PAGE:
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Seniors hold interfaith seder before Passover

Dance, dance: Senior Citizens League of Flatbush executive director Lenore Friedman dances with members of the community at the interfaith seder at the East Midwood Jewish Center on March 18.
Photo by Steve Solomonson

Let my people go to this festive meal!

The Senior Citizens League of Flatbush puts on an interfaith seder every year for Passover — and holds it a few days before the actual holiday, so that the whole group has a chance to get together before some members go away for the real date, or are with their families.

And the gathering shows how this close-knit club is like a family in its own right, according to its executive director.

“A lot of people, their children have moved away, friends have passed on,” said Lenore Friedman. “This way they have a seder to go to. It feels like one big family.”

The Senior Citizens League of Flatbush started in 2000 at the East Midwood Jewish Center. The rationale behind it was that many elderly in the community had lost their spouses and friends, and needed a place to socialize, eat, play cards, and be part of a community, according to its website.

“It’s very active,” said Friedman of the center. “There’s everything from live music, to lectures, to yoga.”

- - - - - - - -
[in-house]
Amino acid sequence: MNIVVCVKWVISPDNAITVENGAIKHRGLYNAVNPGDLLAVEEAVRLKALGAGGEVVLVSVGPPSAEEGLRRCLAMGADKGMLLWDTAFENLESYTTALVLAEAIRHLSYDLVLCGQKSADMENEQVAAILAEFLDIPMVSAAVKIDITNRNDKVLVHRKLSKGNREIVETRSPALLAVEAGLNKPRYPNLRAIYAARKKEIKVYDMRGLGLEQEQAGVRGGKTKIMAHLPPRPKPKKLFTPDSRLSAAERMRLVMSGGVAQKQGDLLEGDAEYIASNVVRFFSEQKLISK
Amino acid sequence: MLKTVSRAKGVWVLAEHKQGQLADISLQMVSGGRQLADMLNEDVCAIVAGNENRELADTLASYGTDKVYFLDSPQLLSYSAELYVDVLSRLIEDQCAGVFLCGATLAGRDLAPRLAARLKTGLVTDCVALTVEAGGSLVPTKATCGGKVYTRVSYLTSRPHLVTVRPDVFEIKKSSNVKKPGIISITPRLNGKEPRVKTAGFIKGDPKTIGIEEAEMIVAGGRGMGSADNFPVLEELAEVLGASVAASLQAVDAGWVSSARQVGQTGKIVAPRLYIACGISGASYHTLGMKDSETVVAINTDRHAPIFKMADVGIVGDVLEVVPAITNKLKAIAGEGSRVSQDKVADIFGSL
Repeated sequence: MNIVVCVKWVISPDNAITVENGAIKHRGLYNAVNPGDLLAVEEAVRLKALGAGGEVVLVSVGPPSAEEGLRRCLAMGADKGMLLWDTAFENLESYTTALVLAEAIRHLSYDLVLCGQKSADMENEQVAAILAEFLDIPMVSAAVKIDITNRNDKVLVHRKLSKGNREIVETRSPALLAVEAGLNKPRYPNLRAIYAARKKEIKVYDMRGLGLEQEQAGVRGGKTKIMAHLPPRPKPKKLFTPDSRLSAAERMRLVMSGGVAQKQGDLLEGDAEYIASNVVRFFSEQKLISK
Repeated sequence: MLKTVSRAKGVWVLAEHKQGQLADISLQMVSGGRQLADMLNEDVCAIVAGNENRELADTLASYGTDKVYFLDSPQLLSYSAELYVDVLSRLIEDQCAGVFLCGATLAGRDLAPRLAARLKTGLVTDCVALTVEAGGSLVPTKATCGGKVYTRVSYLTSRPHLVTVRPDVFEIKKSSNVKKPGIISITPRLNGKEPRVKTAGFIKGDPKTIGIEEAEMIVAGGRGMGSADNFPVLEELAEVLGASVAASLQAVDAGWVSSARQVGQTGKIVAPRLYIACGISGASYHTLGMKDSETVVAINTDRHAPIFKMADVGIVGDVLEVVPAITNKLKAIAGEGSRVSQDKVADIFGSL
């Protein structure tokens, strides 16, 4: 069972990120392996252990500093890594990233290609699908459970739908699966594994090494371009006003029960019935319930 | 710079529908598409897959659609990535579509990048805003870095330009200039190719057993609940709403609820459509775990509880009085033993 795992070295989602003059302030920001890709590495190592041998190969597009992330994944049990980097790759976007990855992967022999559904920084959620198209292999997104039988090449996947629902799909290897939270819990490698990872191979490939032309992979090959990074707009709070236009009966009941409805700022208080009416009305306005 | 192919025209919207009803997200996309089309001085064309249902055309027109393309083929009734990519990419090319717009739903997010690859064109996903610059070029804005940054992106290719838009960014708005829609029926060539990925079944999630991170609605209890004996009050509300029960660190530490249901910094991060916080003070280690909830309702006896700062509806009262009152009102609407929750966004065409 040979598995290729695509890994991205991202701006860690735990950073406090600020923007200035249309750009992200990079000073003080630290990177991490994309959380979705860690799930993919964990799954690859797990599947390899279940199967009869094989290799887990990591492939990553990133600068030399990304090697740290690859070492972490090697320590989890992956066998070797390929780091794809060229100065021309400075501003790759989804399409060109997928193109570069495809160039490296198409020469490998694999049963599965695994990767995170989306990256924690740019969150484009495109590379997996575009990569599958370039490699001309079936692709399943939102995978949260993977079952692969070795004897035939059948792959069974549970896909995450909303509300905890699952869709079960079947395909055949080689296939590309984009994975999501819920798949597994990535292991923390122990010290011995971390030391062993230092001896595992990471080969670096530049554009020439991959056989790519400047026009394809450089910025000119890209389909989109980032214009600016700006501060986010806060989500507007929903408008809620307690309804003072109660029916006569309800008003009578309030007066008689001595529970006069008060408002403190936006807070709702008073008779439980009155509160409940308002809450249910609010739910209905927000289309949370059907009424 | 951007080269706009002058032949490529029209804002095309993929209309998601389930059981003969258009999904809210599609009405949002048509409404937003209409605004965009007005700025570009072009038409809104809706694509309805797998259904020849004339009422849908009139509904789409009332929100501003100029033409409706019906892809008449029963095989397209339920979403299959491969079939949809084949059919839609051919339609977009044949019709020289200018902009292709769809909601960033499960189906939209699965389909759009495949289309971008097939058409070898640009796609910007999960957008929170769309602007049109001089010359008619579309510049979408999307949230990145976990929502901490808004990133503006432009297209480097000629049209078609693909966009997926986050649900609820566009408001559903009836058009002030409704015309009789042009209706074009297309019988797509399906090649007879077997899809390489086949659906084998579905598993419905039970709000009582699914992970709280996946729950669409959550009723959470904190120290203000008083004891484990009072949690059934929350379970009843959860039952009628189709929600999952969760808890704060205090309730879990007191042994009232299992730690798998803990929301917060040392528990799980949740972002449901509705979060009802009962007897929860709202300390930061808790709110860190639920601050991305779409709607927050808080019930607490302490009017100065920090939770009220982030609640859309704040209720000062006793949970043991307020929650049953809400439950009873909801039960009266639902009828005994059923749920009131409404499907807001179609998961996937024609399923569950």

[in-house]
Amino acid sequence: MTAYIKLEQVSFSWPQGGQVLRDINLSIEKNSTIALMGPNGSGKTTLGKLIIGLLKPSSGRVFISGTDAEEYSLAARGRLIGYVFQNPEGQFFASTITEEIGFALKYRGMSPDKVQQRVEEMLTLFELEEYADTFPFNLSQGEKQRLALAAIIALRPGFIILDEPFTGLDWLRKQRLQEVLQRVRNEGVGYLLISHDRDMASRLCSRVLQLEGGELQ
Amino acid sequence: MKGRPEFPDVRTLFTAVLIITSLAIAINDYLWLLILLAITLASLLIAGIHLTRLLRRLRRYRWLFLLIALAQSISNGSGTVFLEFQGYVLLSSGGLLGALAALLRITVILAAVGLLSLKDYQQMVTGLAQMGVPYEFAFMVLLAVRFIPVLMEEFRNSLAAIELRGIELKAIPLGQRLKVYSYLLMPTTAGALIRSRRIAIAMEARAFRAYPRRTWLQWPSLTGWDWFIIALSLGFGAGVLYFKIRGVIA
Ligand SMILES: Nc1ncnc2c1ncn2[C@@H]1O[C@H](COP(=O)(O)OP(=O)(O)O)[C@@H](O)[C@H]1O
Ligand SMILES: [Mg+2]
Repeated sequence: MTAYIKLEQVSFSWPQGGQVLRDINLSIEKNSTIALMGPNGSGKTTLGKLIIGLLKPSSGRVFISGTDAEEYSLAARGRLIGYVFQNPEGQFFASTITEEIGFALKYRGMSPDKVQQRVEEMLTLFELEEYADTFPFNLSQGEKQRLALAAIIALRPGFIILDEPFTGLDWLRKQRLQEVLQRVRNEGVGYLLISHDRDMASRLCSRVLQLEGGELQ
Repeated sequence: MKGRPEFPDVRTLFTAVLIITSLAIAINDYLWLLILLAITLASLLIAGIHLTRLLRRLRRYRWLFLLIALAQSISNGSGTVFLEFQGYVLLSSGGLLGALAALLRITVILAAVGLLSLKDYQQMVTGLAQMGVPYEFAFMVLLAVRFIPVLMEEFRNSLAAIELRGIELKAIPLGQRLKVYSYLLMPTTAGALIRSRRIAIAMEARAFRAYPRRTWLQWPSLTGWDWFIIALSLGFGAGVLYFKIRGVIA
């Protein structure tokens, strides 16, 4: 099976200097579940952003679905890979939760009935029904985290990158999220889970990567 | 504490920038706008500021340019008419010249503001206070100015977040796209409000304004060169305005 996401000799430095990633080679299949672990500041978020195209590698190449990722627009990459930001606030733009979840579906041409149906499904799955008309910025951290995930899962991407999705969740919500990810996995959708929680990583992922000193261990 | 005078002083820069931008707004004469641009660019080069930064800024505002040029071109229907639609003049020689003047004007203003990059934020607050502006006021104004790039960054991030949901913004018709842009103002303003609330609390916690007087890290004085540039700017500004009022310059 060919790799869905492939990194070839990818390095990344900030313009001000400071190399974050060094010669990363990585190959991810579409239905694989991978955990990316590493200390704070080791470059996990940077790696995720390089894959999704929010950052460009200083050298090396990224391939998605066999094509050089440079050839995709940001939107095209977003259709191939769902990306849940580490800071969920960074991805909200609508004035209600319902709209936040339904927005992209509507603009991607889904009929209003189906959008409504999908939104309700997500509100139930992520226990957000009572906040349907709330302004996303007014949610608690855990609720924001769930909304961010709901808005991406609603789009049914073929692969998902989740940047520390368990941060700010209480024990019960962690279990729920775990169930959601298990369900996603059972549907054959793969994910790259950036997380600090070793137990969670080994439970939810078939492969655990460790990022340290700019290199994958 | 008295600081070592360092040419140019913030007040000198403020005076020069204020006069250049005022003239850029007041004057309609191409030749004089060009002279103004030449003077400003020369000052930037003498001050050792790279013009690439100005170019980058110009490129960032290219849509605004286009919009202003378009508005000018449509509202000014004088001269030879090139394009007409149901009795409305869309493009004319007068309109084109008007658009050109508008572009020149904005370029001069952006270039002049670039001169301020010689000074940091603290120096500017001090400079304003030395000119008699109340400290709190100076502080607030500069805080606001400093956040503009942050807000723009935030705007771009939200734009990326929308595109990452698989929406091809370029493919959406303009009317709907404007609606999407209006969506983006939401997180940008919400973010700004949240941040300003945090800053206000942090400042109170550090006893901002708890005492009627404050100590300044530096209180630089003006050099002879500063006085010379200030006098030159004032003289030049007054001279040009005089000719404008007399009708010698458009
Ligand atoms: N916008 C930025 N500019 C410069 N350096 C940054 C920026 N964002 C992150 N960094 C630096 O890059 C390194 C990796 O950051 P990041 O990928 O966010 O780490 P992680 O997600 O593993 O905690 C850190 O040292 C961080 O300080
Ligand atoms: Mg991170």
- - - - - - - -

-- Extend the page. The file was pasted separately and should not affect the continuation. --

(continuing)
This year’s interfaith seder was on March 18, around two weeks before Passover starts on March 30. The interfaith seder is one of the group’s community-centered events. Unlike the seder on the first day of Passover, this one is only about an hour long.

As in years past, on March 18 the attendees read out loud parts of the story of Passover, which tells of the Israelites’ escape from slavery in Egypt. Brisket, grape juice in lieu of wine, and other Jewish foods were served. And each table had a seder plate with objects of significance to the holiday, such as bitter herbs to remind people of the hardships of slavery. But there was also dancing.

Many of the attendees come from the local Jewish community, but seniors of other faiths attend too. The league’s leadership believes it is important to have an interfaith seder where people of all beliefs are welcome, because Passover’s message has universal appeal.

“Passover talks about the oppression of the Israelites, but it should be about all people,” said Friedman. “Everyone is equal.”

Reach reporter Adam Lucente at alucente@cnglocal.com or by calling (718) 260–2511. Follow him on Twitter @Adam_Lucente.

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